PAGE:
Controversy bubbled up last week as prominent blogger Michael Shedlock wrote an article that was critical of Peter Schiff, who, while being correct about several aspects of the financial crisis, may not have positioned clients at his Euro Pacific Capital brokerage firm to avoid the decline.

Shedlock, and a few days later

The Wall Street Journal

, had several testimonials from Euro Pacific clients who were down far more than the

S&P 500

in 2008, despite the head of the firm seemingly predicting the macro-economic events that unfolded. Between Shedlock's article and the

WSJ

piece, Schiff posted a reply on

Seeking Alpha

.

Central to Schiff's macro-economic theme has been inflation of some magnitude in the U.S. and the devaluation of the U.S. dollar. Schiff has also been a believer in the decoupling theory. In 2008, there was no inflation, more like an asset deflation, the dollar went up and decoupling did not pan out as many hoped it would.

It would be reasonable to question Shedlock's motives or try to attack Schiff's method or persona, but neither can help your money grow or protect your assets during a market decline.

Shedlock includes a Euro Pacific client's position page in his post, and the holdings are mostly a mix of various types of resource stocks (including energy names) with a lot of exposure to Australia, Canada and Singapore. The account is almost fully invested, and Shedlock calculates the decline to be 61%, which is consistent with a couple of clients the

WSJ

spoke to.

I don't doubt the investment thesis of any of the names in this account, and I'm sure the logic behind each pick is compelling, but it is by no definition a diversified portfolio, not even close. In Schiff's defense, I will say that after reading his rebuttal and the

WSJ

article, I am not sure that building diversified portfolios is the firm's objective. Hopefully, the clients knew that.

The

WSJ

quotes an adviser from Virginia who says: "Mr. Schiff's investment strategy was a focused bet on a single outcome, rather than risk management for investors looking to protect assets from an economic collapse." He then goes on to call Schiff a speculator.

Concentrated bets, intended or otherwise, are something I have been writing about for as long as I have been writing. Concentrated bets in technology did people in at the start of this decade, concentrated bets in emerging markets, commodities and mining stocks did people in during 2008 and concentrated bets will do people in during the next investment mania.

Based on the portfolio posted by Shedlock, there was no allowance for being wrong. Or as Schiff might say, being early. Because Euro Pacific is a brokerage firm, it cannot publish performance, but, by all accounts, the results achieved for clients leading up to 2008 were outstanding, which makes sense because foreign markets were outperforming and the dollar was underperforming.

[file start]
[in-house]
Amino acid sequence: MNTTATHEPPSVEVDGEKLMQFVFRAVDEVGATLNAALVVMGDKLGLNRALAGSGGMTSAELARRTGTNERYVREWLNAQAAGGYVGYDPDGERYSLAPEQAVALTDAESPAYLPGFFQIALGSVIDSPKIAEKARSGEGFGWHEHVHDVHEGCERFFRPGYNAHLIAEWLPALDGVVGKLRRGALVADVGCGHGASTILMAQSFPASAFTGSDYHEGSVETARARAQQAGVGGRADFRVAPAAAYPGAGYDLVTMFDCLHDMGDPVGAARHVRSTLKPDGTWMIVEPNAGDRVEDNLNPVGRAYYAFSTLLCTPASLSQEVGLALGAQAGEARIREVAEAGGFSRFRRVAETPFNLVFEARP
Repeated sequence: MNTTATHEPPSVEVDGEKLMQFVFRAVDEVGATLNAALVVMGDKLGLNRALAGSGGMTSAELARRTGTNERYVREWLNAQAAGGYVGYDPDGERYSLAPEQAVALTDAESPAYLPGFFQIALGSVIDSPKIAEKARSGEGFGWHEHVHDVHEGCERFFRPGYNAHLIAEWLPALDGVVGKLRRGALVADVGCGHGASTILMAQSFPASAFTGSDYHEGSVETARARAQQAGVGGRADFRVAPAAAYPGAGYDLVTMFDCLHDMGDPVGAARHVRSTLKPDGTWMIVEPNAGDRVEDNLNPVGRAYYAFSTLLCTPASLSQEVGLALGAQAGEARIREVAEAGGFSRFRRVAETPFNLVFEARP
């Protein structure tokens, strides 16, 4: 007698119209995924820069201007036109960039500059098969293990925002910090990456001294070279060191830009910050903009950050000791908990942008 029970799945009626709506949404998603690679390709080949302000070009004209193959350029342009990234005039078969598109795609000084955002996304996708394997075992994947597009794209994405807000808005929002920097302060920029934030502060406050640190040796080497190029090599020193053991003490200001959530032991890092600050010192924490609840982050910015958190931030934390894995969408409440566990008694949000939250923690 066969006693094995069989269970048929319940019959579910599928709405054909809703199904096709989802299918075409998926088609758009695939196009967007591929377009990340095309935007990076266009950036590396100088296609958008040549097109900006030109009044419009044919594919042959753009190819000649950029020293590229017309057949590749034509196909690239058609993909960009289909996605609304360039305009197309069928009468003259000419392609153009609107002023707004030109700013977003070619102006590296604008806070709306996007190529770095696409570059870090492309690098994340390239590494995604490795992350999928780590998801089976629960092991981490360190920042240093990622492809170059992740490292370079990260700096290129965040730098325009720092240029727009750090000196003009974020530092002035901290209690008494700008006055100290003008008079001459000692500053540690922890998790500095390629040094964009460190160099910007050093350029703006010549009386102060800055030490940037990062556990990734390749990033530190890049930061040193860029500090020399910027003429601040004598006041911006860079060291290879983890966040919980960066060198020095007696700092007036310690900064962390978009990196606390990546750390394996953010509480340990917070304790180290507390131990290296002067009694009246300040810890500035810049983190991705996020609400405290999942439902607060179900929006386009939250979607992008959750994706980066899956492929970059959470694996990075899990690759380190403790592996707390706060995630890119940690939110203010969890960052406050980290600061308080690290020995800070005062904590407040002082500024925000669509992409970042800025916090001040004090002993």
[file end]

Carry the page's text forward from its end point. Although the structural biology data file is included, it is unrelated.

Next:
A decline of roughly 60% from the peak undoes a lot of the success from earlier in the decade, which is a very real consequence for Euro Pacific's clients and might not be made back so quickly even if the dollar and foreign markets start to strengthen.

My take here is that this is another example of a lesson not learned from the inflating of the technology bubble from 1998 to 2000. People temporarily made a lot of money betting on a narrow theme, relying on a specific outcome. And then it all came unraveled. I'm not sure how this was different.

Keep in mind, I agree with Schiff about the dollar in terms of direction, not magnitude. I also agree that looking out over a medium and long period of time, U.S.-based investors will be far better off favoring foreign-denominated assets. But

favoring

is not the same thing as owning "nothing but" with no plan for rebalancing. There needs to be recognition that nothing goes in one direction forever.

Reading all the commentaries, including Schiff's, it seems clear there was no exit strategy to implement. A plan for defense is crucial no matter how "obvious" something is.

The obvious outcome does not have to happen when you expect it. A great example of this goes back to Internet stocks. I would argue that the Internet has changed our lives more than the hype said it would, yet it has been very difficult for the average investor to make money off it.

There is nothing wrong with having unyielding faith in a specific outcome, but as history shows again and again, it makes sense to leave a little wiggle room in case you are wrong.

Roger Nusbaum is a portfolio manager with Your Source Financial of Phoenix, and the author of Random Roger's Big Picture Blog. Under no circumstances does the information in this column represent a recommendation to buy or sell stocks. Nusbaum appreciates your feedback;

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